istanbul pride
People at the annual Istanbul Pride parade beset by Turkish riot police tear gas walk on a street close to Taksim Square June 28, 2015. Ozan Kose/AFP/Getty Images

Turkish riot police were deployed at the Istanbul Pride parade Sunday, and eyewitnesses reported they used rubber bullets and a water cannon on tens of thousands of marchers in the city’s Taksim Square, where many at the lesbian, gay, bisexual, transgender and intersex (LGBTI) event were holding rainbow pride flags.

Reports claimed tear gas had also been used and that marchers were chanting slogans accusing Turkish President Recep Tayyip Erdogan of “fascism,” in the wake of news that the government banned the parade because it fell during the Muslim holy month of Ramadan.

Turkish riot police are frequently deployed at any large gathering that has taken place in the square since the 2013 Gezi Park demonstrations, regardless of its political or social purpose. That said, the annual parade has been undisturbed by security forces in the past.

“The 13th Istanbul LGBTI Pride Parade ... has suddenly been banned by the governorate using the month of Ramadan as the reasoning without any announcement,” Turkey’s LGBTI News reported on its Facebook page. “All entrances and exits to and from Taksim and Istiklal Street have been shut down.”

The government has not released an official statement addressing whether the parade had been banned.

“All Pride Parade participants are urged to remain in place and not leave Beyoglu until the walk could be started as planned,” LGBTI News said.

The American and British consul-generals were present at the parade Sunday, according to the Hurriyet Daily News: The American Charles Hunter and the British Leigh Turner participated in the Istanbul Pride celebration, as did at least two leaders of the Turkish political opposition.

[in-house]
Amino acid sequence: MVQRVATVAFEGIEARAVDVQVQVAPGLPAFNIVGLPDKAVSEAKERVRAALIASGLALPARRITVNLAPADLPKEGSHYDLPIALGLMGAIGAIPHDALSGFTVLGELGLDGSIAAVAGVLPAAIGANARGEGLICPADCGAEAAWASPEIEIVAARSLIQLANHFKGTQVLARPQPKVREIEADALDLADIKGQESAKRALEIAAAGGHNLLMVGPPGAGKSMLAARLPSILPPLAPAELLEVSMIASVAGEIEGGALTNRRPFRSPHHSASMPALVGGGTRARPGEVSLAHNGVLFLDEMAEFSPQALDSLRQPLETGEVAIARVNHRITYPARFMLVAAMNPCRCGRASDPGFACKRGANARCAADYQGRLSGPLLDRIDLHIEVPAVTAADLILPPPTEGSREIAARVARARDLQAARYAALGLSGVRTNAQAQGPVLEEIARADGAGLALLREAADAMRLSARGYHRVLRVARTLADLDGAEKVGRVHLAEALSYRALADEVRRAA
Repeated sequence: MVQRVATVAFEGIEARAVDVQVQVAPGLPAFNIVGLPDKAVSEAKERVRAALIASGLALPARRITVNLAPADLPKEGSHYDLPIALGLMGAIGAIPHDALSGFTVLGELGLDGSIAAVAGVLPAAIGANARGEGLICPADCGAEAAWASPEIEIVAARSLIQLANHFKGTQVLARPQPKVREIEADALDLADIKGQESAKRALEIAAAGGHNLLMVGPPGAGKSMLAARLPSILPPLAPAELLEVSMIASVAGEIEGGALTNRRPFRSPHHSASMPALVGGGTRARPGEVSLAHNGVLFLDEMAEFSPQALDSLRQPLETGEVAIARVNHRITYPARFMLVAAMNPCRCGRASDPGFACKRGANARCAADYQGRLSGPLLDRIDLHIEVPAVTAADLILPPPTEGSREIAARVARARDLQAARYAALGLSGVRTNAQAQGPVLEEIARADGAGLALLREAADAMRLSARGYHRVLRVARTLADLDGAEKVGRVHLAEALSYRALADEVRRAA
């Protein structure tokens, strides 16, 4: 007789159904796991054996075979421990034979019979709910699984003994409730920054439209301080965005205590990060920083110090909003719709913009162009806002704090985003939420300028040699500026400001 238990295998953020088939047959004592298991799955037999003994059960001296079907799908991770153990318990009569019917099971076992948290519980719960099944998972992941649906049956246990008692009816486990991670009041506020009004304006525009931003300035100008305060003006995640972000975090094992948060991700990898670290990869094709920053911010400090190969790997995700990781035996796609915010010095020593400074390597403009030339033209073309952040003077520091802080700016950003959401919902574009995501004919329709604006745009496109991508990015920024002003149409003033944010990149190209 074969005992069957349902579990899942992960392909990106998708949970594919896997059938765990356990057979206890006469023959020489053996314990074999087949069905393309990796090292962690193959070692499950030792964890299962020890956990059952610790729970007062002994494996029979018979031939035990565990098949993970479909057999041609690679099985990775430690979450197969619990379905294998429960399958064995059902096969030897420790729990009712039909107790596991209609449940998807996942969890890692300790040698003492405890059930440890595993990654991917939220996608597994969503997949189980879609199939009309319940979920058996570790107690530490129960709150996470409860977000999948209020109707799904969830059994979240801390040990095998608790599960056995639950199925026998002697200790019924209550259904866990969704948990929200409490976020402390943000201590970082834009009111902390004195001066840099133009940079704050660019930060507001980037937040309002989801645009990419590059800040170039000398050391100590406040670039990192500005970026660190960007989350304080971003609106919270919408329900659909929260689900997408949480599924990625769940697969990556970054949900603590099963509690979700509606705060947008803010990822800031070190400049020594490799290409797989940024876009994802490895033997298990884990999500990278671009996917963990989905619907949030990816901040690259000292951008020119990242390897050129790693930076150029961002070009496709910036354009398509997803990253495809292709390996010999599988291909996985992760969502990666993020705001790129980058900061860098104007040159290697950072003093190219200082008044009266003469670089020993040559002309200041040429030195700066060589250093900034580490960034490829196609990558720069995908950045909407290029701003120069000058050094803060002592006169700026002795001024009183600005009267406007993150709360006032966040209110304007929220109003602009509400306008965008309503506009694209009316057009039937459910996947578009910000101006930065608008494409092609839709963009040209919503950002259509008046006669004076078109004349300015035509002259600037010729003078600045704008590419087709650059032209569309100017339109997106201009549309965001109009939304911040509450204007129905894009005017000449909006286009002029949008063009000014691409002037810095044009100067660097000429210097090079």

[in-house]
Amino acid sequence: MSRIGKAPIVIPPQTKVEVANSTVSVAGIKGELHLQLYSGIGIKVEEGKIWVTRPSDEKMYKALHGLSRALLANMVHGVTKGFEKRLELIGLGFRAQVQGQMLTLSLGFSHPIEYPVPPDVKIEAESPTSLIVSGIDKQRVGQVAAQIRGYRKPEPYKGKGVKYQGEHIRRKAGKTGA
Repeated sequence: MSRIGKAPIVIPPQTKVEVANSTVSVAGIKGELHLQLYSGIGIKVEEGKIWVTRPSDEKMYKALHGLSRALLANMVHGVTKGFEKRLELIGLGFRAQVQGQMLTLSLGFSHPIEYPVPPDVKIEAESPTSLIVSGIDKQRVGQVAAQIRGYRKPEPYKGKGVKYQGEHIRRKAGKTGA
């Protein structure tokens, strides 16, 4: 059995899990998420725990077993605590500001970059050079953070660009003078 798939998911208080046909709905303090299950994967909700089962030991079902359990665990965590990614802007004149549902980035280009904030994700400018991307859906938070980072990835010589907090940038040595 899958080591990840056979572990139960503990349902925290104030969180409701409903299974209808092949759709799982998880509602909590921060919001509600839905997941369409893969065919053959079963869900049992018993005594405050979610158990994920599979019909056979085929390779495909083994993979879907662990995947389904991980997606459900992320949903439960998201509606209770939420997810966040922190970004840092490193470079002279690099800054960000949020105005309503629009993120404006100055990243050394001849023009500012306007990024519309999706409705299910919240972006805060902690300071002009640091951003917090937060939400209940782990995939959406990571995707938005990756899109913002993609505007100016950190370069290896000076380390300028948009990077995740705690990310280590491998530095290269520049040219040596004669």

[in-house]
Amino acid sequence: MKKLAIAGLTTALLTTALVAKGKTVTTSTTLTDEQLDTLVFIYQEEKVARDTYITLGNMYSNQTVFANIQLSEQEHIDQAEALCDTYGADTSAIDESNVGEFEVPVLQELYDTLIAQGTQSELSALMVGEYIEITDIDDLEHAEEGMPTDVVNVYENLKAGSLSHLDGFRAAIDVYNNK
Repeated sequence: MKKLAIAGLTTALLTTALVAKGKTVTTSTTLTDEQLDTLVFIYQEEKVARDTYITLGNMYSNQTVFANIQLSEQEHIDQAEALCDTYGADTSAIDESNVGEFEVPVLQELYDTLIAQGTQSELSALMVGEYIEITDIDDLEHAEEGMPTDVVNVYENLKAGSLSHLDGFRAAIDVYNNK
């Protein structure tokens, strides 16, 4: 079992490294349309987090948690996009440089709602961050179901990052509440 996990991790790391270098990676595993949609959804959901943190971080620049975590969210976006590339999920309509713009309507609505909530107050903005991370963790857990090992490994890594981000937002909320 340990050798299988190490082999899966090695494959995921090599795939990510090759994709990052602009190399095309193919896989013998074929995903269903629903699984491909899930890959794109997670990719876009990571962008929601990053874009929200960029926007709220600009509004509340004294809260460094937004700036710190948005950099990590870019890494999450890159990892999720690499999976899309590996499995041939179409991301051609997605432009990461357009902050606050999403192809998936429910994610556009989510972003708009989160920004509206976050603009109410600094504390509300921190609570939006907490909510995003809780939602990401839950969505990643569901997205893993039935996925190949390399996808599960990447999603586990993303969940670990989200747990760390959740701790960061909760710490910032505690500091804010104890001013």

Turkish opposition members of parliament formed a human chain in the square to protect marchers from riot police, Al Jazeera America reported.

Turkey is home to one of the largest LGBTI communities in the region, but its members continue to face discrimination from their government.

In 2010, former Minister of State Responsible for Women and Family Affairs Selma Aliye Kavaf said: “I believe homosexuality is a biological disorder, a disease. It needs to be treated.”

Homosexuality is legal in Turkey, unlike in several neighboring countries, but there is still no law protecting the LGBTI community from discrimination. Same-sex unions are not legal, and homosexual and transgender individuals are banned from compulsory military service.

Members of the community continue “to face discrimination in employment and in interactions with the state authorities,” an Amnesty International report said last year. “No progress was made [by Turkey] in bringing provisions to prohibit discrimination on grounds of sexual orientation and gender identity into the Constitution or into domestic law.”